San Carlos Apache Tribe - 2011 Project
|Tribe/Awardee:||San Carlos Apache Tribe|
|Location:||San Carlos, AZ|
|Project Title:||Tribal Energy Organization Project|
|Type of Application:||First Steps (Planning)|
|DOE Grant Number:||DE-EE0005053|
|Project Status:||See project status|
The core purpose of this project is to provide for the analysis and implementation of a Tribal Energy Organization that can effectively provide for coordination, leadership, and energy expertise to the rest of the tribal government in understanding and pursuing energy programs and plans. A template for the integration of the Energy Organization into the existing tribal government structure will be one of the “deliverables” from the Energy Organization Options Analysis activity, in addition to the form (tribal department/office or some other entity), the scope of responsibility and authority, reporting relationships, and annual work plan goals and tasks. The establishment of an Energy Organization also integrates with the tribe’s goals for culturally appropriate physical and economic development, and for new employment skills and employment opportunities.
The tribe resides on a 1.8 million-acre reservation in south-central Arizona, approximately 90 miles east of Phoenix. The reservation covers parts of Gila, Graham, and Pinal counties. There are three main communities on the reservation—Bylas, Peridot, and San Carlos. San Carlos is just north of Highway 70 and, with a population of approximately 6,000, is the largest community and the location of tribal headquarters and most tribal offices. Only about 500 people live outside of these three communities. The tribe is currently in Phase II of developing an Energy Efficiency and Conservation Strategy with Energy Efficiency and Conservation Block Grant (EECBG) funding. Phase I consisted of research on tribal community and energy profiles, a complete first draft of an Energy Efficiency and Conservation Strategy (including developing tribal goals and objectives and identifying potential energy resources and conservation measures), and conducting a two-day Tribal Energy Summit.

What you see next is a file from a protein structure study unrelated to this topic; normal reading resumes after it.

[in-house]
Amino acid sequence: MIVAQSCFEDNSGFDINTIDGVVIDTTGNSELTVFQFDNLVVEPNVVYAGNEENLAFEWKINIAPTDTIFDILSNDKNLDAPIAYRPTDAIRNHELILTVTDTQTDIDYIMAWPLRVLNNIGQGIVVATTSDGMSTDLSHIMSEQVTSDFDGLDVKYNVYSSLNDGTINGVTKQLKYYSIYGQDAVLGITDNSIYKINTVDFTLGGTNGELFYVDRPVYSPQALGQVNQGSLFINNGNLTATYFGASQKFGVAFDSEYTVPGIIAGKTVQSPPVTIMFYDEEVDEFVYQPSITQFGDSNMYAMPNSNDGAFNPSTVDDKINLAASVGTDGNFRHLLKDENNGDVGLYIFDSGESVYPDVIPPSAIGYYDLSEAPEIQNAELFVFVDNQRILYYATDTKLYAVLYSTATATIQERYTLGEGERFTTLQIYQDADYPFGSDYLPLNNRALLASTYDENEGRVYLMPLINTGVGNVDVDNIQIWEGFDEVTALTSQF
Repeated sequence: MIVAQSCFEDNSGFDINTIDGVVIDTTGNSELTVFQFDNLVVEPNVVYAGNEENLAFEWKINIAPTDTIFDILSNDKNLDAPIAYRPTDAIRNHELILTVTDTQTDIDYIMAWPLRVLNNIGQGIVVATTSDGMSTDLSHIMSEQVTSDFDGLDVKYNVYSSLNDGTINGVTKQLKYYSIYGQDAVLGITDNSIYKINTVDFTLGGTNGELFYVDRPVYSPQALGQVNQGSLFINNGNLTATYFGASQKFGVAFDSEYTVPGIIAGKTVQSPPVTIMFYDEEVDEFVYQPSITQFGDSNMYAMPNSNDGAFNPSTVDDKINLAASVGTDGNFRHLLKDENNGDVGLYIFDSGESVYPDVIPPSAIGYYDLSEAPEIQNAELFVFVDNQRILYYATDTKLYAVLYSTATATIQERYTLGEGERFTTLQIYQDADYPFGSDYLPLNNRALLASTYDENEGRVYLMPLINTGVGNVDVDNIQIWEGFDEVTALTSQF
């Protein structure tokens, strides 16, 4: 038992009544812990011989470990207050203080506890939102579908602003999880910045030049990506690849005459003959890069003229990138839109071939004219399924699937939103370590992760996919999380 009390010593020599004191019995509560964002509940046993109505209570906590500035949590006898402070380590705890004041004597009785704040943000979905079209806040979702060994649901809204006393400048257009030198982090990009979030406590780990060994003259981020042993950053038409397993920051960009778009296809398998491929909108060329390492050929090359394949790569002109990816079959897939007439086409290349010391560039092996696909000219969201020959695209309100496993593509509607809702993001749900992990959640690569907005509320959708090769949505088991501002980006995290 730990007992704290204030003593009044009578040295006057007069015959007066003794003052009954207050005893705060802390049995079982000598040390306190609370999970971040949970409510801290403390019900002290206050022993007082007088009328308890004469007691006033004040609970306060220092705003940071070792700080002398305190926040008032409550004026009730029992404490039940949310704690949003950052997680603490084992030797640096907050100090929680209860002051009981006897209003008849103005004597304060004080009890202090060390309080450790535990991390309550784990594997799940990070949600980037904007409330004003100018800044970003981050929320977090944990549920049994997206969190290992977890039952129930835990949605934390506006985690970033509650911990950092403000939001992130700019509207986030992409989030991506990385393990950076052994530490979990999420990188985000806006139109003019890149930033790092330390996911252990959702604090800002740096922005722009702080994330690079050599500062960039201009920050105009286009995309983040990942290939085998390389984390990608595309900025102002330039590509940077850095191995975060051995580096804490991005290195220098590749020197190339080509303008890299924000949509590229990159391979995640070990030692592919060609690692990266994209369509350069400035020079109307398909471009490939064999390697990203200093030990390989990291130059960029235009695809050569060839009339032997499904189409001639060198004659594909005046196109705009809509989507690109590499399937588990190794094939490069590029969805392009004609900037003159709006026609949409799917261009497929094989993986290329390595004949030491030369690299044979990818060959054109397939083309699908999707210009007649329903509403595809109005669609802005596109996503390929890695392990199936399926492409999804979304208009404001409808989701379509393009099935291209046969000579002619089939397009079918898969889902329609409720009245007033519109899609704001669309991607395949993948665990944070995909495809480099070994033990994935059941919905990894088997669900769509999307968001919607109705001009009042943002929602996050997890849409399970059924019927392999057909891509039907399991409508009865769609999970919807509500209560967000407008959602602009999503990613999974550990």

The establishment of a Tribal Energy Organization to implement the tribe's Energy Efficiency and Conservation Strategy (EECS) and sustain the tribe's current and future energy initiatives is consistent with the tribe's 2008 Strategic Plan, which states in part: